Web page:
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September 19, 2023
Holland & Hart Legal Update

Talent Without Borders: Immigration Insights - September-October 2023

  • The Department of State published the October 2023 Visa Bulletin Report on September 15, 2023 and announced that it will accept family and employment-based filings based on the Dates for Filing chart in October. As October is the first month of the 2024 government fiscal year (FY), the October Visa Bulletin Report shows some recovery from the retrogressions of the last several months of FY 2023. Every final action date in the October Visa Bulletin has advanced or remained the same relative to the September 2023 report, with notable advancements in the EB1 India category to 1/1/2017, from 1/1/2012 in September, and in the EB3 All Chargeability category from 5/1/2020 to 12/1/2021.  United States Citizenship and Immigration Services (USCIS) also updated its FAQs on the employment based annual limit noting that in FY 2024 the annual employment-based visa numbers are estimated to be 165,000. 
  • The Department of State (DOS) began testing the implementation of digital visa authorization (DVA) at the U.S. Embassy in Dublin, Ireland earlier this September with a small number of K-1 (fiancé(e)) visas. If the initial trial is successful, the DOS hopes to extend the DVA to “other visa classes and additional posts in the future.”  Digital visa authorization would allow foreign nationals to travel without a traditional printed visa inserted into their passport, potentially eliminating the waiting time for the foreign national’s passport to be returned in the mail following a visa stamping appointment. 
  • The Department of Homeland Security (DHS) announced a campaign to notify qualified noncitizens of their ability to apply for an Employment Authorization Document (EAD) earlier this September. The campaign utilizes email and text messages written in English, Spanish, Haitian Creole, Ukrainian, and Russian to contact parole recipients and asylum applicants who are likely eligible to apply for an EAD to legally work in the United States.  In addition, USCIS is working to distribute QR codes containing instructions about the EAD process and direct access to the application to local organizations and stakeholders.  This effort is significant as it represents a potential source of new labor for employers across the United States.
  • Florida passed a stringent new immigration related law, Senate Bill (SB)1718, that went into effect on July 1, 2023 and raises several concerns for employers and employees in the state. Most significantly, SB 1718 requires employers in Florida to utilize E-Verify if they have 25 or more employees who are performing services in Florida.  The new law makes it a violation to knowingly employ, hire, recruit, or refer a foreign national who is not legally authorized to work in the United States, violation of which could result in penalties including one-year probation with the Department of Economic Opportunity and repayment of economic development incentives.  Employers will have 30 days to cure any noncompliance, but failure to use the E-Verify system three times in a 24-month period will result in a $1,000 fine per day until proof of compliance is provided.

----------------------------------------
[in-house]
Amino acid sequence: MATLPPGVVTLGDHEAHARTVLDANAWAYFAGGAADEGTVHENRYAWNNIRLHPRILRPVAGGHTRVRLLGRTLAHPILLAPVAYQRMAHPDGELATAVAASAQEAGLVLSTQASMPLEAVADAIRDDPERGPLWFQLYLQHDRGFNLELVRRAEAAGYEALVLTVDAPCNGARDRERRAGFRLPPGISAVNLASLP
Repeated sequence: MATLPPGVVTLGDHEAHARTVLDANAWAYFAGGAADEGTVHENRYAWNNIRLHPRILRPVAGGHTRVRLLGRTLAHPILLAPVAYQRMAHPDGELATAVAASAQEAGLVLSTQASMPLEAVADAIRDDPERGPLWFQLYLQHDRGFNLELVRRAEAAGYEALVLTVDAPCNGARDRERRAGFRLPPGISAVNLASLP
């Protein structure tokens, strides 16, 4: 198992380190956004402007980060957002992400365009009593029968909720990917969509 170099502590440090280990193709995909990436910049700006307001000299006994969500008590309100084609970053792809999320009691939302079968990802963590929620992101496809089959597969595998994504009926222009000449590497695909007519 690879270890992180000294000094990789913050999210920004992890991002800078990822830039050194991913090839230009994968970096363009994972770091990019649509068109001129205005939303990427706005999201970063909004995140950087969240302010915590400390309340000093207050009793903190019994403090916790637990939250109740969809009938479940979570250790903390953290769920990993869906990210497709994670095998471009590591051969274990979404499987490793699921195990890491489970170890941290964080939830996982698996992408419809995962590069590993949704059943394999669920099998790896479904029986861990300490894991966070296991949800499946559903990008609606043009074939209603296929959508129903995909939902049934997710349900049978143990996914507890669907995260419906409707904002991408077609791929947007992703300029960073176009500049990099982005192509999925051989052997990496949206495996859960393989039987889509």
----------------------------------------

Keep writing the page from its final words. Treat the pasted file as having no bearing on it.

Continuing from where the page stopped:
Undocumented workers who falsify information to obtain employment will be subject to a third-degree felony conviction that carries up to a $5,000 fine and five years in prison.  Other provisions of SB 1718, such as the criminalization of the transportation of individuals into Florida who entered the United States unlawfully are already subject to litigation.  A group of organizations including the ACLU of Florida and the American Immigration Council filed a motion for a preliminary injunction to block this section of SB 1718. 
  • USCIS recently released policy guidance regarding the job offer requirement for physicians seeking a National Interest Waiver (NIW). According to the updated guidance, for work that a physician has not yet started, the required employment contracts and letters from a state department of public health must be dated and issued within 6 months preceding the filing date of the petition.  This 6-month rule does not apply to a physician’s past or current work.
  • USCIS released a new online form allowing individuals, attorneys, and accredited representatives to request an in-person appointment at their local field office for certain processes, including Alien Documentation, Identification and Telecommunication (ADIT) stamps, Emergency Advance Parole, and Immigration Judge Grants. Previously, individuals seeking an in-person appointment at a field office were required to call the USCIS Contact Center.  While the new online form does not allow self-scheduling with USCIS, individuals can use it to request specific dates and times for a field office appointment.

Emma Fahey assisted in writing this article. Emma is an Immigration Project Assistant at Holland & Hart and is not an attorney.

This publication is designed to provide general information on pertinent legal topics. The statements made are provided for educational purposes only. They do not constitute legal or financial advice nor do they necessarily reflect the views of Holland & Hart LLP or any of its attorneys other than the author(s). This publication is not intended to create an attorney-client relationship between you and Holland & Hart LLP. Substantive changes in the law subsequent to the date of this publication might affect the analysis or commentary. Similarly, the analysis may differ depending on the jurisdiction or circumstances. If you have specific questions as to the application of the law to your activities, you should seek the advice of your legal counsel.


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